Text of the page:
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February 13, 2018

Bike Helmets Can Potentially Fracture the Voicebox

Image courtesy of vectorolie
at FreeDigitalPhotos.net
Bike and motorcycle helmets are known to help protect against head injury. However, it may come at the cost of injuring the voicebox due to the clasp used to secure the helmet during a crash.

In a research paper published in Jan 2018, 3 documented laryngeal fractures in a single medical institution were described. It is unknown whether additional laryngeal fractures have occurred due to helmet use that was never reported or identified.

Theoretically, such voicebox injuries from helmet use can extend to even sports that require helmet use such as ice hockey and football. After all, a fracture to the hyoid or larynx is not uncommon in martial arts during hand/foot strikes as well as chokeholds.

If you think about it, if the helmet clasp is kept loose such that it drapes lower under the jaw, during a crash with helmet movement, the clasp can suddenly strike the hyoid and laryngeal bones like a garrote resulting in injury if not fracture.

With injury or fracture to the voicebox, a person can experience throat pain, trouble swallowing, and hoarseness at a minimum and in the worst case scenario, airway swelling causing potential breathing compromise.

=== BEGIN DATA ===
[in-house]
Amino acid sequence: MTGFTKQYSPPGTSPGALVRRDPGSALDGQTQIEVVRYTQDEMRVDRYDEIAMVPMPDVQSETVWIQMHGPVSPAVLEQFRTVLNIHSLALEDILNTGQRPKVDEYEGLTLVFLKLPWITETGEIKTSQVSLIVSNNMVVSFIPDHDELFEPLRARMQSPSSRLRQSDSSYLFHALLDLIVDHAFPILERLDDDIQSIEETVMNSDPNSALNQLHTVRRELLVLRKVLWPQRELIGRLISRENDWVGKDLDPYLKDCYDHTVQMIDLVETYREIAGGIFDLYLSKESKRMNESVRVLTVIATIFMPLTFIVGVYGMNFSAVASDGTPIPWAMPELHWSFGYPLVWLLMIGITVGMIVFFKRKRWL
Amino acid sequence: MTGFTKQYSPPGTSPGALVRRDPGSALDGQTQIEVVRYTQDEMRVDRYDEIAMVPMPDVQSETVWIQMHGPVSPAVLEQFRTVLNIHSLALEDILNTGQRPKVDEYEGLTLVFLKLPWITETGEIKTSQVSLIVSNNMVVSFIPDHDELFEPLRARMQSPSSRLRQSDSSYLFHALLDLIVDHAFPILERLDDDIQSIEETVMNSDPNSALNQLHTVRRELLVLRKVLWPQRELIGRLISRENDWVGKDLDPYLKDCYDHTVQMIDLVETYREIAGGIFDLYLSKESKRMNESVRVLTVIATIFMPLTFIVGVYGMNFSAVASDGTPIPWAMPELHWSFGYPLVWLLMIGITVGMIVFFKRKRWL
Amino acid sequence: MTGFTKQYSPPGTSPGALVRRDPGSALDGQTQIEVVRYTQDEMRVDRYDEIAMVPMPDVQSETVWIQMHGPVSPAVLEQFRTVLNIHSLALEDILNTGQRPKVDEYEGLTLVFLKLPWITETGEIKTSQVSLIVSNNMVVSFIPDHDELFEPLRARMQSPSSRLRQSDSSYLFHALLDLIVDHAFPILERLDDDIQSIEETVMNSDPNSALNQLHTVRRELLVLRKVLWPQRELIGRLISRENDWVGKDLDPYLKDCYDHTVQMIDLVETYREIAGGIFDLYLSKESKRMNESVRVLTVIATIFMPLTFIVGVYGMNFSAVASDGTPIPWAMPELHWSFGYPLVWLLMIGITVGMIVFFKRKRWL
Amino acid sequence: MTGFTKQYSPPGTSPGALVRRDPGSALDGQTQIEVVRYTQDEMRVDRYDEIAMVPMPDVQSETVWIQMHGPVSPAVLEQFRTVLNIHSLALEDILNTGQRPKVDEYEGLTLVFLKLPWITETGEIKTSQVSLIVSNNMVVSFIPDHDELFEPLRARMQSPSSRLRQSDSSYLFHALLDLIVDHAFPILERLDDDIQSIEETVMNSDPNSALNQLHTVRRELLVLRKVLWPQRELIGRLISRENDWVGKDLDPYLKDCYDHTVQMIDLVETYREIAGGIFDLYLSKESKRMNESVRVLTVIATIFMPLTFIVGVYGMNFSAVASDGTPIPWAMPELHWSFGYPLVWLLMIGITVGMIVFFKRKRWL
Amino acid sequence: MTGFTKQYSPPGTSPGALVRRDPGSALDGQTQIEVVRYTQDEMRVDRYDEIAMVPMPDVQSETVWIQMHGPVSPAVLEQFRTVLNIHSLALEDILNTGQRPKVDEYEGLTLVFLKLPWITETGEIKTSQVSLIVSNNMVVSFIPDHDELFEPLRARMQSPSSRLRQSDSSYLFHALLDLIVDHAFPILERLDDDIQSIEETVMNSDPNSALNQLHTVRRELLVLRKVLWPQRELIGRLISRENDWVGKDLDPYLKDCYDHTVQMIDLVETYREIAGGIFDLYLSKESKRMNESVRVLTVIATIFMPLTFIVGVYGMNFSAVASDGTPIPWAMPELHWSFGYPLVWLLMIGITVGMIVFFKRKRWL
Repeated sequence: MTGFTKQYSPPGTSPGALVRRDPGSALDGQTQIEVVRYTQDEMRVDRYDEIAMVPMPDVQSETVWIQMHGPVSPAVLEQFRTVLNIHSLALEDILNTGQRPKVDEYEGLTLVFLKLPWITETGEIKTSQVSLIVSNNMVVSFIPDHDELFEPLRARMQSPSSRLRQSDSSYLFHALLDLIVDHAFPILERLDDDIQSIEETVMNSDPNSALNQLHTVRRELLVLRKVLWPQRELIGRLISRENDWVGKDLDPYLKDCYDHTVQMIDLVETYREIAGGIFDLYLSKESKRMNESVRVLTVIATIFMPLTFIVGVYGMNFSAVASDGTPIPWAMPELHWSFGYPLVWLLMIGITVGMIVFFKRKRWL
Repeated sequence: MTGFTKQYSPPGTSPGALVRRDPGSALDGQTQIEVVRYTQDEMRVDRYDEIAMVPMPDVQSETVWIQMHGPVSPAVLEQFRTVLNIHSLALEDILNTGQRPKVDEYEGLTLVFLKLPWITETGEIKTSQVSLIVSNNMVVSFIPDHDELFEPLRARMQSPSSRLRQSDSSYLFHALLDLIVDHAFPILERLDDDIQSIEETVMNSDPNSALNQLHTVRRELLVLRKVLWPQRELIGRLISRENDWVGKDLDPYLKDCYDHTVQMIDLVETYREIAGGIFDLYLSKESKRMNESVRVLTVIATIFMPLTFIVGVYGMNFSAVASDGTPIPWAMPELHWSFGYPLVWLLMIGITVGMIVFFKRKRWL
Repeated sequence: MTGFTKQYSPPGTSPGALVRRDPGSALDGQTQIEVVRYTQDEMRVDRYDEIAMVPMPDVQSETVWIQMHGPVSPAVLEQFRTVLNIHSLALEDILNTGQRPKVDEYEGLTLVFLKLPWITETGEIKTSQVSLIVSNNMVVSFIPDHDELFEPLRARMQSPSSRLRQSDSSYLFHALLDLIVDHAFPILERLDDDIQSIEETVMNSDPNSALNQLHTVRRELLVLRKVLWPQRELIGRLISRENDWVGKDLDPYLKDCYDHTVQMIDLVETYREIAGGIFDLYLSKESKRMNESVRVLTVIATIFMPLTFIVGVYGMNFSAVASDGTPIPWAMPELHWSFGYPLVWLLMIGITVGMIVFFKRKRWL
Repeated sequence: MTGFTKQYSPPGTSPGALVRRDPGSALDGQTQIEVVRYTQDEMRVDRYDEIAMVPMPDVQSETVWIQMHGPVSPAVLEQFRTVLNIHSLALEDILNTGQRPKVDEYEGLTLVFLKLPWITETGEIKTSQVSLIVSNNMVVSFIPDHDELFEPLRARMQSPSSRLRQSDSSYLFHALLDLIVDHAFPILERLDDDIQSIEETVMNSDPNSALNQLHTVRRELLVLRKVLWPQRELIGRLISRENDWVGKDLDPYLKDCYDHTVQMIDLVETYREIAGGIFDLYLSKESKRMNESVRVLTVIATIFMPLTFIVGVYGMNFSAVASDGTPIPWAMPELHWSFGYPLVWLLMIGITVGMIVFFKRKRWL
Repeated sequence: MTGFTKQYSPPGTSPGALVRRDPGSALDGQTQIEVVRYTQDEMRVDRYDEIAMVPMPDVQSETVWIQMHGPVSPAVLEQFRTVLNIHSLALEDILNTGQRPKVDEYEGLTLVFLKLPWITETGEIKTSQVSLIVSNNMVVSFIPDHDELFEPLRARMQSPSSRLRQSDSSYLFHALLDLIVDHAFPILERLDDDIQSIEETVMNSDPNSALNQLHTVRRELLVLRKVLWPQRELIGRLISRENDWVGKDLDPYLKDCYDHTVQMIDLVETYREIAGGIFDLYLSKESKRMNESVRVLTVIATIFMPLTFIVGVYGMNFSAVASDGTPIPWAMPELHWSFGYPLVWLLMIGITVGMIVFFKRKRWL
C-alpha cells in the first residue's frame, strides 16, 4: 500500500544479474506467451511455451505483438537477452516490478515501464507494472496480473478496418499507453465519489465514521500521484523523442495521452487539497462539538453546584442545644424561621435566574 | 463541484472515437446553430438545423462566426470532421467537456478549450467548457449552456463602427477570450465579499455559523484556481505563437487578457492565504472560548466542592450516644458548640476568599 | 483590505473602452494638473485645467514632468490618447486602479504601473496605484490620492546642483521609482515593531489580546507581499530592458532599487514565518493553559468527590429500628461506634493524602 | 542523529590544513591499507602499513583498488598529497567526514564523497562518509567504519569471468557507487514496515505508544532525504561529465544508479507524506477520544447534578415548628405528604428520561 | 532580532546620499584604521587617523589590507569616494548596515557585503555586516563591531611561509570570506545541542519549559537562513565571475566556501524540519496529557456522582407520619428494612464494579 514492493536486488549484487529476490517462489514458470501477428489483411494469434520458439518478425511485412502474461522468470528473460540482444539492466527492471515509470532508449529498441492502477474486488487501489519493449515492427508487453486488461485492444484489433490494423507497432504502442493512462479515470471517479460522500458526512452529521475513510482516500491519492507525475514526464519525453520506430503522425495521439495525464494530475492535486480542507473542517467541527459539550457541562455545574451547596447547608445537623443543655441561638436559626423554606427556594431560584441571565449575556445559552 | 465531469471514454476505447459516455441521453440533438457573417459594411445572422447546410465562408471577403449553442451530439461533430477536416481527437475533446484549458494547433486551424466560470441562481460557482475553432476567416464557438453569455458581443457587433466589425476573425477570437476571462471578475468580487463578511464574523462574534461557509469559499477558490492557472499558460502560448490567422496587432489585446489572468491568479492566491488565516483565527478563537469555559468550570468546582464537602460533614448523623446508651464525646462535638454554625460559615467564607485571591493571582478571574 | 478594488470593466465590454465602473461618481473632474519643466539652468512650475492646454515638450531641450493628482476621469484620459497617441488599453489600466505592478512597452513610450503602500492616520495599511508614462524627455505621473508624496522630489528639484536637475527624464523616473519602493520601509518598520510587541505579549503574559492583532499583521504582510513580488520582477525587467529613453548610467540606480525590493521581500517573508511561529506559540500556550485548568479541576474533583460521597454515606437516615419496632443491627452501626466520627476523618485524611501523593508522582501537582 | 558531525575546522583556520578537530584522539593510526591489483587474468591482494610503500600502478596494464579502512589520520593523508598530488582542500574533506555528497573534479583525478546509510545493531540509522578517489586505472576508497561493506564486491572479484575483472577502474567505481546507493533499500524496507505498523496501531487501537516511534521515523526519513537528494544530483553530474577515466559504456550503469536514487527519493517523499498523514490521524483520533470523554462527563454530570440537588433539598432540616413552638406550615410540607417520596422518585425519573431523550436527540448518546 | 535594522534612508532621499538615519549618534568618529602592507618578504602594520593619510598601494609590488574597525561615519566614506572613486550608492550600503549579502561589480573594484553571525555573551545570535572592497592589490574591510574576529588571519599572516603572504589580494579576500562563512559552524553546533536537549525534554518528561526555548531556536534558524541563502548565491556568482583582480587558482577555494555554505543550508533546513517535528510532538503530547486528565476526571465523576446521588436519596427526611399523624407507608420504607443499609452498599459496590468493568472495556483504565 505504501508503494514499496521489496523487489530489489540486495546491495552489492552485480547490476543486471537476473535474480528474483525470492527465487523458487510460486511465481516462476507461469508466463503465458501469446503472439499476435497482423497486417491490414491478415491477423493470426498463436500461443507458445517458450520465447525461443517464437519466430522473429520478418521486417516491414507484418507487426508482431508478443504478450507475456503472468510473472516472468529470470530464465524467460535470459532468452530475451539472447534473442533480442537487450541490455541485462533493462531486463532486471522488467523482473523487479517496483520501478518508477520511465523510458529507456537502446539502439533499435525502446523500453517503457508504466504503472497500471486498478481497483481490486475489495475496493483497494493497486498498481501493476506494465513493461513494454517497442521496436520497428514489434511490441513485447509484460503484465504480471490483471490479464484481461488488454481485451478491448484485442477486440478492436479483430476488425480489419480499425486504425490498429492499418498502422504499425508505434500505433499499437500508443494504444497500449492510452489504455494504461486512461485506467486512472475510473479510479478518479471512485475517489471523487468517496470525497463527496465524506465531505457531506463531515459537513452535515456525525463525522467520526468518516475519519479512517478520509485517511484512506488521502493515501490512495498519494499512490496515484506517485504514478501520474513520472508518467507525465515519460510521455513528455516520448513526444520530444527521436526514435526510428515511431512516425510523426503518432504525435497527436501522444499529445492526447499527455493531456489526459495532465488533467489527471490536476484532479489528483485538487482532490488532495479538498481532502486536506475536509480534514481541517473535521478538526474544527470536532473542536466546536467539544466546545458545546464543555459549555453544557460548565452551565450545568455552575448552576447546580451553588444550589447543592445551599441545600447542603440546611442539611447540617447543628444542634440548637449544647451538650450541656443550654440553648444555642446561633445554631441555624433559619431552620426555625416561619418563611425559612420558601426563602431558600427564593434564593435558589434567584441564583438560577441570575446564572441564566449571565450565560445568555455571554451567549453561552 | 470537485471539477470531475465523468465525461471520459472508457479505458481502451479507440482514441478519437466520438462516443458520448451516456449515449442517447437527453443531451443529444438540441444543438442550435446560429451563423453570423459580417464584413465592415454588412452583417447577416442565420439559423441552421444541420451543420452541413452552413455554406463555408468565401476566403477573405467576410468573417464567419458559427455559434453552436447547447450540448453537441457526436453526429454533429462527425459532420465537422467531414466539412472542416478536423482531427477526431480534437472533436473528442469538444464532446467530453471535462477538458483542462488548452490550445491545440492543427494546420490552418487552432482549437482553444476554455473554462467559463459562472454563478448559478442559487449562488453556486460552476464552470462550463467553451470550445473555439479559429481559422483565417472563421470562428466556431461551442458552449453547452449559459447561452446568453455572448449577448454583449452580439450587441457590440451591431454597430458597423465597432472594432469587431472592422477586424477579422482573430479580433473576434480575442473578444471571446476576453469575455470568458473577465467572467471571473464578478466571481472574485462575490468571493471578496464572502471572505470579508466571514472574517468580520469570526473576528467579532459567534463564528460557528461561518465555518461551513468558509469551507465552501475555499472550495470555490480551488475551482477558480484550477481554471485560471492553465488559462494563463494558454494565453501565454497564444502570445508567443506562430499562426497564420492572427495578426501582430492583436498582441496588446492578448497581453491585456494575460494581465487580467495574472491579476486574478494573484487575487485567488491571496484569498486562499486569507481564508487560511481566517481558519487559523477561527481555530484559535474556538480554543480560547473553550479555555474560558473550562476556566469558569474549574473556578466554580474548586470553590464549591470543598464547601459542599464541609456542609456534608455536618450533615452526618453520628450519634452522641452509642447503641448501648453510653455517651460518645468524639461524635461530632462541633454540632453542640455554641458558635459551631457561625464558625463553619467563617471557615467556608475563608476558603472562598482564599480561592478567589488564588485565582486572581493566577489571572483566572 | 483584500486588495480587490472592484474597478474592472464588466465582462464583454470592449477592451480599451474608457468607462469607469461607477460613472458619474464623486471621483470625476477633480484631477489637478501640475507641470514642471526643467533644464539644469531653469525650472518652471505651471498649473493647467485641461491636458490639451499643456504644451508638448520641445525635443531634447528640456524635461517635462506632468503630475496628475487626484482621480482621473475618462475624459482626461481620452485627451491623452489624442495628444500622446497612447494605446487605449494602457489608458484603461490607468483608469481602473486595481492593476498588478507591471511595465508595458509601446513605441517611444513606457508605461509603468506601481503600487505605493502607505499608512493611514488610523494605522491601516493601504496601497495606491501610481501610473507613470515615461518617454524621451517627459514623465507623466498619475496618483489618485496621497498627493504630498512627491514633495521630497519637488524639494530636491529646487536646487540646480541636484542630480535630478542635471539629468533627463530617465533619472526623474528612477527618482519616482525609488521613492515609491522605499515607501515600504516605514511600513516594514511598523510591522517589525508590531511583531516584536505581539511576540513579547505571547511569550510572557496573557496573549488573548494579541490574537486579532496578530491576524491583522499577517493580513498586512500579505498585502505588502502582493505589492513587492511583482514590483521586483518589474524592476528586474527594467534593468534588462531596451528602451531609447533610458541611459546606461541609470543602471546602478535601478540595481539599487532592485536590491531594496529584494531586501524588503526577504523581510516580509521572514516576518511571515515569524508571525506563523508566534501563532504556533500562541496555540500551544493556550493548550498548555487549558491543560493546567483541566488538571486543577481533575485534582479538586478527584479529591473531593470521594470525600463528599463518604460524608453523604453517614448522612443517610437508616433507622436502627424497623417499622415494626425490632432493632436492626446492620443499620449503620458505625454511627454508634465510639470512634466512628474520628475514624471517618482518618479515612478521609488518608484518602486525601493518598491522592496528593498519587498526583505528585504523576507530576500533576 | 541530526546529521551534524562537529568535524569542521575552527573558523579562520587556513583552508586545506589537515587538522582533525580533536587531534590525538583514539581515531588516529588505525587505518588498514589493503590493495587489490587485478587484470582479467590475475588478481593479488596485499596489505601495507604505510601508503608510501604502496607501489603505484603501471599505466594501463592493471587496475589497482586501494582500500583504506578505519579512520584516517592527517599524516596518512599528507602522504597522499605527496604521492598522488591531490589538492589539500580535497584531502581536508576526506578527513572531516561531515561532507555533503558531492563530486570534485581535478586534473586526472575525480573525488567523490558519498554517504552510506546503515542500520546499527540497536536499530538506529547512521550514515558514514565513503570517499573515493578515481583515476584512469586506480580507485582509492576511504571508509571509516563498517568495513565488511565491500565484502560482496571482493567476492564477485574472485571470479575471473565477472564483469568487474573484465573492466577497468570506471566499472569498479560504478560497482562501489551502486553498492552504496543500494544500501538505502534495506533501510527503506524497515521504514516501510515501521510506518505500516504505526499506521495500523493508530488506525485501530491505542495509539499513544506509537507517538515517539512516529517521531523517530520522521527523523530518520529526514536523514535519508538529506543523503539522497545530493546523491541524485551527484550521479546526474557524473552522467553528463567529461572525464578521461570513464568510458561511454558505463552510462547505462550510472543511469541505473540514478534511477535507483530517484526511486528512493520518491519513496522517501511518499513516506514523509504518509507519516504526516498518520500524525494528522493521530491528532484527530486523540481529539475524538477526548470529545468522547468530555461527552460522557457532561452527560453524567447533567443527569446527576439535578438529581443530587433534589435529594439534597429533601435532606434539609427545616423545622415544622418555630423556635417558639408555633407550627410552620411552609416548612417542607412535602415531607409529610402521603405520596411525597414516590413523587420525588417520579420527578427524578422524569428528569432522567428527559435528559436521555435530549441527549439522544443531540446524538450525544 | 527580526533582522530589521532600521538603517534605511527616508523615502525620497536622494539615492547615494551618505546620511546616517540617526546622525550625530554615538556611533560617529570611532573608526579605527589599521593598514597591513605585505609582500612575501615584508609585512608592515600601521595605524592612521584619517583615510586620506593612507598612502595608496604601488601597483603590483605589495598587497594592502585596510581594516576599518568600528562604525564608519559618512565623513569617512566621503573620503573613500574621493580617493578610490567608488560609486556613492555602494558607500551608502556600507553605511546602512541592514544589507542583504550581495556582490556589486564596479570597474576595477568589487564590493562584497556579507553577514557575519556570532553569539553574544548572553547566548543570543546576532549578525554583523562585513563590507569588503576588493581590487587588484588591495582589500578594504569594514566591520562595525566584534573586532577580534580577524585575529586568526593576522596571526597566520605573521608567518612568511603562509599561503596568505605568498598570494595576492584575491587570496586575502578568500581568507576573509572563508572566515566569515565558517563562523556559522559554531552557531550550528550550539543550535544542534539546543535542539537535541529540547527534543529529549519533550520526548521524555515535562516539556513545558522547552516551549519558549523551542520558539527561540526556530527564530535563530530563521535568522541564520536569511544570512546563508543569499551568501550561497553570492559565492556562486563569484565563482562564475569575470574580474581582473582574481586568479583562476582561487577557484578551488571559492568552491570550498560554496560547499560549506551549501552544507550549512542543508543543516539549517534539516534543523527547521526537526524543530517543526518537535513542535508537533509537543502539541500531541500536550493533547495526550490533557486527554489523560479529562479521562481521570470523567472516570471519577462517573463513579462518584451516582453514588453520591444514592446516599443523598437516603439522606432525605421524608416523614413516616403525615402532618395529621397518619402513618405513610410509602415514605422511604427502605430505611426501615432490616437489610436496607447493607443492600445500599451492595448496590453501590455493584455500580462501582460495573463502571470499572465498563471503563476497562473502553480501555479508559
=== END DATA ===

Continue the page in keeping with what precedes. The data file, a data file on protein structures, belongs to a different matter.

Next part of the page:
With PROPER helmet use, the chinstrap should be cinched tight enough such that it is snugly up against the chin and mandible. In other words, the chinstrap should not be kept loose; a step that appears to be universally violated by many individuals who wear helmets.

However, even with proper helmet use, if the helmet impact is hard enough, the strap can slip and strike the voicebox and as such, alternative helmet design may need to be implemented to minimize this type of injury, in particular the clasp positioning away from the midline.

Reference:
Helmet Clasp Cracks Larynx? A Case Series and Literature Review. Ann Otol Rhinol Laryngol. 2018 Jan 1:3489418755405. doi: 10.1177/0003489418755405. [Epub ahead of print]
Fauquier blog
Fauquier ENT

Dr. Christopher Chang is a private practice otolaryngology, head & neck surgeon specializing in the treatment of problems related to the ear, nose, and throat. Located in Warrenton, VA about 45 minutes west of Washington DC, he also provides inhalant allergy testing/treatment, hearing tests, and dispenses hearing aids. He is also the chief medical officer of O2Labz, a medical and scientific 3D animation company.Google+ Christopher Chang, MD Bio

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